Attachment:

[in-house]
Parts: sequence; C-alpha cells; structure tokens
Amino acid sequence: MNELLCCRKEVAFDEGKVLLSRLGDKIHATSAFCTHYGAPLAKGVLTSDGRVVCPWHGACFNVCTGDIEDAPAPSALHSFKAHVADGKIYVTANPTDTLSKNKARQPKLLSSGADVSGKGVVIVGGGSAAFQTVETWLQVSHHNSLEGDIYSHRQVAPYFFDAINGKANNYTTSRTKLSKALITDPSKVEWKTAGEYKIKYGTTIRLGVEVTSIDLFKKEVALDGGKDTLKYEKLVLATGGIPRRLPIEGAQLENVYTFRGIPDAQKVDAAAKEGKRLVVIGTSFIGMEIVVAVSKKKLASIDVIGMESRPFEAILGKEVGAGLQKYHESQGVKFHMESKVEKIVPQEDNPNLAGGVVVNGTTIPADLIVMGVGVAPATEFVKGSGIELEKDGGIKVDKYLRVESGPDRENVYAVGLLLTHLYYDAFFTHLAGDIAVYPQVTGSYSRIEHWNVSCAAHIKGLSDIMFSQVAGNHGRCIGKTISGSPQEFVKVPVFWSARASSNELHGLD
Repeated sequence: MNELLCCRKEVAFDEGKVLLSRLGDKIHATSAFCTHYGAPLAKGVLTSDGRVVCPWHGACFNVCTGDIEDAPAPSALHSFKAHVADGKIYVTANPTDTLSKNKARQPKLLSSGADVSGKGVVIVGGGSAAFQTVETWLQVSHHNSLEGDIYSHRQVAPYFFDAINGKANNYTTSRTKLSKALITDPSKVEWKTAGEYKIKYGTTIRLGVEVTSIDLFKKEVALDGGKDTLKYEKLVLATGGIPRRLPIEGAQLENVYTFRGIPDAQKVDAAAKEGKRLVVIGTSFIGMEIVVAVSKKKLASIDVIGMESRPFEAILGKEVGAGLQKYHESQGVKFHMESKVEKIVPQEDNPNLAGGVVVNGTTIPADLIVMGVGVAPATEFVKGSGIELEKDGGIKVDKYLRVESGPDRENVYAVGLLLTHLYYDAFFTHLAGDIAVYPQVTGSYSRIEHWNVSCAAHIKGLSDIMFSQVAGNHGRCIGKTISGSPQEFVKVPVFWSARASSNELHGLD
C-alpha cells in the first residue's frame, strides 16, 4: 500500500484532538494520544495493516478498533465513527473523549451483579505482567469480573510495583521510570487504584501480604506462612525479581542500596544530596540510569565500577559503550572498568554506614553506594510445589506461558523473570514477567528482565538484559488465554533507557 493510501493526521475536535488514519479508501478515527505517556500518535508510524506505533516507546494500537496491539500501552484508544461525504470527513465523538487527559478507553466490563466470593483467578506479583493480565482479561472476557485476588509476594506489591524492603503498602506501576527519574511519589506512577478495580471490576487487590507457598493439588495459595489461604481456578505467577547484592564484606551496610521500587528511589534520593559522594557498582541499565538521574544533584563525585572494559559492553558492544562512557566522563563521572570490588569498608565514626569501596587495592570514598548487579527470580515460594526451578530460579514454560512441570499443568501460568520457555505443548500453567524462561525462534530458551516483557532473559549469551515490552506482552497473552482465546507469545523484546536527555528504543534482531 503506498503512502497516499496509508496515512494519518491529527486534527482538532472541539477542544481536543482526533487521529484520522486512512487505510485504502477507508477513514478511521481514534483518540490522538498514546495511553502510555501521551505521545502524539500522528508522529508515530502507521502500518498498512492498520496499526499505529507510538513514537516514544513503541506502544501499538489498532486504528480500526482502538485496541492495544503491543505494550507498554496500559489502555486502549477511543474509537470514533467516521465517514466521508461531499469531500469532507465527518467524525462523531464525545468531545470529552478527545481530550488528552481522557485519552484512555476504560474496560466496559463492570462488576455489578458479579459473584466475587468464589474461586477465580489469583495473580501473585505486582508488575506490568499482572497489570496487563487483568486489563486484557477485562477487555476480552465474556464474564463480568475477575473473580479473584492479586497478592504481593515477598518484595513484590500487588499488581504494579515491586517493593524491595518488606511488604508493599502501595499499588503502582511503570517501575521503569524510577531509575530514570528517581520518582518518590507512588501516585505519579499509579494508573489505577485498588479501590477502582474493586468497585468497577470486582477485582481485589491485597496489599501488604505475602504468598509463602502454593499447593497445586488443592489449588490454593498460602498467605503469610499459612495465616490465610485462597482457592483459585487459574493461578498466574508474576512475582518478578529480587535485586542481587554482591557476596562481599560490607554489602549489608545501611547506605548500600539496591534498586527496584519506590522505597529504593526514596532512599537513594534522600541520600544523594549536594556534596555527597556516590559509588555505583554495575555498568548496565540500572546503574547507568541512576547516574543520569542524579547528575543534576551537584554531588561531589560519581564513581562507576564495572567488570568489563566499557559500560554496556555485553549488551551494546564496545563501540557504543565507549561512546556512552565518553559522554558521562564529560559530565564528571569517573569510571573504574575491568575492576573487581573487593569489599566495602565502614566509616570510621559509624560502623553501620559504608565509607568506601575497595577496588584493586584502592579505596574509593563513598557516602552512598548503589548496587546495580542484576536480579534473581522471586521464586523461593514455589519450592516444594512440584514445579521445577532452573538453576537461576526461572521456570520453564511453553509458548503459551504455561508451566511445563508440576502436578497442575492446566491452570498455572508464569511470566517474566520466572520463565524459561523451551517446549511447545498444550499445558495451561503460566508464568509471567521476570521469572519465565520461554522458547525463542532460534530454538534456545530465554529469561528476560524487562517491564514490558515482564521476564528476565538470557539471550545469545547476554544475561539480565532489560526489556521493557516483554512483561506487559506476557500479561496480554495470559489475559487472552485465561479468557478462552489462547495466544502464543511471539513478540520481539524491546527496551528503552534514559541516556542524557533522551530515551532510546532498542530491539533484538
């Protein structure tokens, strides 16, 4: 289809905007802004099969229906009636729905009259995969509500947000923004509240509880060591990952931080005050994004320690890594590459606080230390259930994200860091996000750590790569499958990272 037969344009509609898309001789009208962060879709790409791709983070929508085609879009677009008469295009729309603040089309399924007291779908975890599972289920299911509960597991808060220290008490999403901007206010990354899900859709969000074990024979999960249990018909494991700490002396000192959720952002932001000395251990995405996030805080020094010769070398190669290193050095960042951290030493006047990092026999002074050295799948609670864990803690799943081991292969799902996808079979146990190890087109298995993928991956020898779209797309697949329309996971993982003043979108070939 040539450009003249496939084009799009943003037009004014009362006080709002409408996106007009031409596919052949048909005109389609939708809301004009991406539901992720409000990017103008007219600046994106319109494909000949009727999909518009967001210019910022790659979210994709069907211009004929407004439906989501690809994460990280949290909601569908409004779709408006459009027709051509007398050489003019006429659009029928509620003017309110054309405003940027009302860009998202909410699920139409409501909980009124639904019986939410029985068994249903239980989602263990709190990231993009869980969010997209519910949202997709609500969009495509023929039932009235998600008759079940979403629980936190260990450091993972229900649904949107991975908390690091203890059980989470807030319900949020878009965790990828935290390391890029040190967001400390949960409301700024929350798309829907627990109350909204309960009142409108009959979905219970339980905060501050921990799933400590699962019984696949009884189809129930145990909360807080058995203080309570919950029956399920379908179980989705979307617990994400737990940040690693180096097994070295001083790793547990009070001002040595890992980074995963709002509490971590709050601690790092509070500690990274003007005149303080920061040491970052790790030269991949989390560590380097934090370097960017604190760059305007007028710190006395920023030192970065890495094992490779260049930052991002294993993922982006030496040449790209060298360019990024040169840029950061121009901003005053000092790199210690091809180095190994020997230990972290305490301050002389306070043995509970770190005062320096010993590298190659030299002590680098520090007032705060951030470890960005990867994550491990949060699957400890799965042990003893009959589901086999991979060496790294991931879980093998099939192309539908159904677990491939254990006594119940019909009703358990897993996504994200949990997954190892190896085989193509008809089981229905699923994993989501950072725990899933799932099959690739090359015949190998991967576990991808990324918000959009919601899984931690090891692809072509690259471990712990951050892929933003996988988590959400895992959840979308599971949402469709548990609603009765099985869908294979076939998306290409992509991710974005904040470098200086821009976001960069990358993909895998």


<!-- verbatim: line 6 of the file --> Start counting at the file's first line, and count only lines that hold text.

């Protein structure tokens, strides 16, 4: 289809905007802004099969229906009636729905009259995969509500947000923004509240509880060591990952931080005050994004320690890594590459606080230390259930994200860091996000750590790569499958990272 037969344009509609898309001789009208962060879709790409791709983070929508085609879009677009008469295009729309603040089309399924007291779908975890599972289920299911509960597991808060220290008490999403901007206010990354899900859709969000074990024979999960249990018909494991700490002396000192959720952002932001000395251990995405996030805080020094010769070398190669290193050095960042951290030493006047990092026999002074050295799948609670864990803690799943081991292969799902996808079979146990190890087109298995993928991956020898779209797309697949329309996971993982003043979108070939 040539450009003249496939084009799009943003037009004014009362006080709002409408996106007009031409596919052949048909005109389609939708809301004009991406539901992720409000990017103008007219600046994106319109494909000949009727999909518009967001210019910022790659979210994709069907211009004929407004439906989501690809994460990280949290909601569908409004779709408006459009027709051509007398050489003019006429659009029928509620003017309110054309405003940027009302860009998202909410699920139409409501909980009124639904019986939410029985068994249903239980989602263990709190990231993009869980969010997209519910949202997709609500969009495509023929039932009235998600008759079940979403629980936190260990450091993972229900649904949107991975908390690091203890059980989470807030319900949020878009965790990828935290390391890029040190967001400390949960409301700024929350798309829907627990109350909204309960009142409108009959979905219970339980905060501050921990799933400590699962019984696949009884189809129930145990909360807080058995203080309570919950029956399920379908179980989705979307617990994400737990940040690693180096097994070295001083790793547990009070001002040595890992980074995963709002509490971590709050601690790092509070500690990274003007005149303080920061040491970052790790030269991949989390560590380097934090370097960017604190760059305007007028710190006395920023030192970065890495094992490779260049930052991002294993993922982006030496040449790209060298360019990024040169840029950061121009901003005053000092790199210690091809180095190994020997230990972290305490301050002389306070043995509970770190005062320096010993590298190659030299002590680098520090007032705060951030470890960005990867994550491990949060699957400890799965042990003893009959589901086999991979060496790294991931879980093998099939192309539908159904677990491939254990006594119940019909009703358990897993996504994200949990997954190892190896085989193509008809089981229905699923994993989501950072725990899933799932099959690739090359015949190998991967576990991808990324918000959009919601899984931690090891692809072509690259471990712990951050892929933003996988988590959400895992959840979308599971949402469709548990609603009765099985869908294979076939998306290409992509991710974005904040470098200086821009976001960069990358993909895998």